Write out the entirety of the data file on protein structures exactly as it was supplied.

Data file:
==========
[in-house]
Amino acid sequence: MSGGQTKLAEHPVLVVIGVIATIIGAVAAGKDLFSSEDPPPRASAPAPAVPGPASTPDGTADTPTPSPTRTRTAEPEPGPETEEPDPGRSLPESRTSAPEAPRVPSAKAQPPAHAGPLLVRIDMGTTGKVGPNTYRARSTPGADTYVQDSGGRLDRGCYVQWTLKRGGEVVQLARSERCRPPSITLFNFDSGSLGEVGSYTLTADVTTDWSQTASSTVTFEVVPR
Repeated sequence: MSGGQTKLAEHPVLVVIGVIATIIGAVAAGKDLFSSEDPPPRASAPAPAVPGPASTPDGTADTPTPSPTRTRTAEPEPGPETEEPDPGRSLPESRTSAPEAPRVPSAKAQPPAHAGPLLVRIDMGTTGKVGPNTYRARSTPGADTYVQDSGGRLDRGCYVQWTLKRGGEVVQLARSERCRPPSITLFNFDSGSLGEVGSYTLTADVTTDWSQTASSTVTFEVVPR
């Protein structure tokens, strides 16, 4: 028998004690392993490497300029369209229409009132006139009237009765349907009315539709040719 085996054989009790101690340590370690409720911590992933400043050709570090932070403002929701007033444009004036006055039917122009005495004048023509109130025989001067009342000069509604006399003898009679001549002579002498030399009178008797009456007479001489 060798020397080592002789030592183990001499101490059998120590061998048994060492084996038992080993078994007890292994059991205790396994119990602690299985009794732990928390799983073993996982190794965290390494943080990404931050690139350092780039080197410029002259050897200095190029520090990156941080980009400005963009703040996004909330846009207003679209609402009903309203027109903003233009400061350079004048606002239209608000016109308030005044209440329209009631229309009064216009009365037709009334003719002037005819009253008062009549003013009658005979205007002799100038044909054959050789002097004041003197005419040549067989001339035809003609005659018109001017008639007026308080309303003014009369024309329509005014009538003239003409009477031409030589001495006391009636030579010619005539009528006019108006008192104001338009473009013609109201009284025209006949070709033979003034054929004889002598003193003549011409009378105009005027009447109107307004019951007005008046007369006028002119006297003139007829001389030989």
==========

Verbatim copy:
[in-house]
Amino acid sequence: MSGGQTKLAEHPVLVVIGVIATIIGAVAAGKDLFSSEDPPPRASAPAPAVPGPASTPDGTADTPTPSPTRTRTAEPEPGPETEEPDPGRSLPESRTSAPEAPRVPSAKAQPPAHAGPLLVRIDMGTTGKVGPNTYRARSTPGADTYVQDSGGRLDRGCYVQWTLKRGGEVVQLARSERCRPPSITLFNFDSGSLGEVGSYTLTADVTTDWSQTASSTVTFEVVPR
Repeated sequence: MSGGQTKLAEHPVLVVIGVIATIIGAVAAGKDLFSSEDPPPRASAPAPAVPGPASTPDGTADTPTPSPTRTRTAEPEPGPETEEPDPGRSLPESRTSAPEAPRVPSAKAQPPAHAGPLLVRIDMGTTGKVGPNTYRARSTPGADTYVQDSGGRLDRGCYVQWTLKRGGEVVQLARSERCRPPSITLFNFDSGSLGEVGSYTLTADVTTDWSQTASSTVTFEVVPR
């Protein structure tokens, strides 16, 4: 028998004690392993490497300029369209229409009132006139009237009765349907009315539709040719 085996054989009790101690340590370690409720911590992933400043050709570090932070403002929701007033444009004036006055039917122009005495004048023509109130025989001067009342000069509604006399003898009679001549002579002498030399009178008797009456007479001489 060798020397080592002789030592183990001499101490059998120590061998048994060492084996038992080993078994007890292994059991205790396994119990602690299985009794732990928390799983073993996982190794965290390494943080990404931050690139350092780039080197410029002259050897200095190029520090990156941080980009400005963009703040996004909330846009207003679209609402009903309203027109903003233009400061350079004048606002239209608000016109308030005044209440329209009631229309009064216009009365037709009334003719002037005819009253008062009549003013009658005979205007002799100038044909054959050789002097004041003197005419040549067989001339035809003609005659018109001017008639007026308080309303003014009369024309329509005014009538003239003409009477031409030589001495006391009636030579010619005539009528006019108006008192104001338009473009013609109201009284025209006949070709033979003034054929004889002598003193003549011409009378105009005027009447109107307004019951007005008046007369006028002119006297003139007829001389030989």